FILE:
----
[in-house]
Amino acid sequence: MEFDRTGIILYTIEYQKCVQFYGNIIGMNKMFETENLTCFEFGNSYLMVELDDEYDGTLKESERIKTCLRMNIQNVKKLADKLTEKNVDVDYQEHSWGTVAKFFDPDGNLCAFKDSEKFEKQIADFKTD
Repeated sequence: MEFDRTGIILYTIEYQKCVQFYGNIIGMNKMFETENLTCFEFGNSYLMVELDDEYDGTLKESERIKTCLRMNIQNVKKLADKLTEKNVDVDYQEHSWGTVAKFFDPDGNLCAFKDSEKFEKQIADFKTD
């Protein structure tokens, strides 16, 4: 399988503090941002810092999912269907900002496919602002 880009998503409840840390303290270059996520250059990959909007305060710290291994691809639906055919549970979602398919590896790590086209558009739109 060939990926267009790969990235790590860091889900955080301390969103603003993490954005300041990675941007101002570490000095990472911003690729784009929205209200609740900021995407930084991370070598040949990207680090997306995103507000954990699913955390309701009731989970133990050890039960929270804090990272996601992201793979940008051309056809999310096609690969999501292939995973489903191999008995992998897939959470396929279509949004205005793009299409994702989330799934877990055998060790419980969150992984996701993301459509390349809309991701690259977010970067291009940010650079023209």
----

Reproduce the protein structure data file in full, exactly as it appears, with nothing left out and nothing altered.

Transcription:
[in-house]
Amino acid sequence: MEFDRTGIILYTIEYQKCVQFYGNIIGMNKMFETENLTCFEFGNSYLMVELDDEYDGTLKESERIKTCLRMNIQNVKKLADKLTEKNVDVDYQEHSWGTVAKFFDPDGNLCAFKDSEKFEKQIADFKTD
Repeated sequence: MEFDRTGIILYTIEYQKCVQFYGNIIGMNKMFETENLTCFEFGNSYLMVELDDEYDGTLKESERIKTCLRMNIQNVKKLADKLTEKNVDVDYQEHSWGTVAKFFDPDGNLCAFKDSEKFEKQIADFKTD
């Protein structure tokens, strides 16, 4: 399988503090941002810092999912269907900002496919602002 880009998503409840840390303290270059996520250059990959909007305060710290291994691809639906055919549970979602398919590896790590086209558009739109 060939990926267009790969990235790590860091889900955080301390969103603003993490954005300041990675941007101002570490000095990472911003690729784009929205209200609740900021995407930084991370070598040949990207680090997306995103507000954990699913955390309701009731989970133990050890039960929270804090990272996601992201793979940008051309056809999310096609690969999501292939995973489903191999008995992998897939959470396929279509949004205005793009299409994702989330799934877990055998060790419980969150992984996701993301459509390349809309991701690259977010970067291009940010650079023209």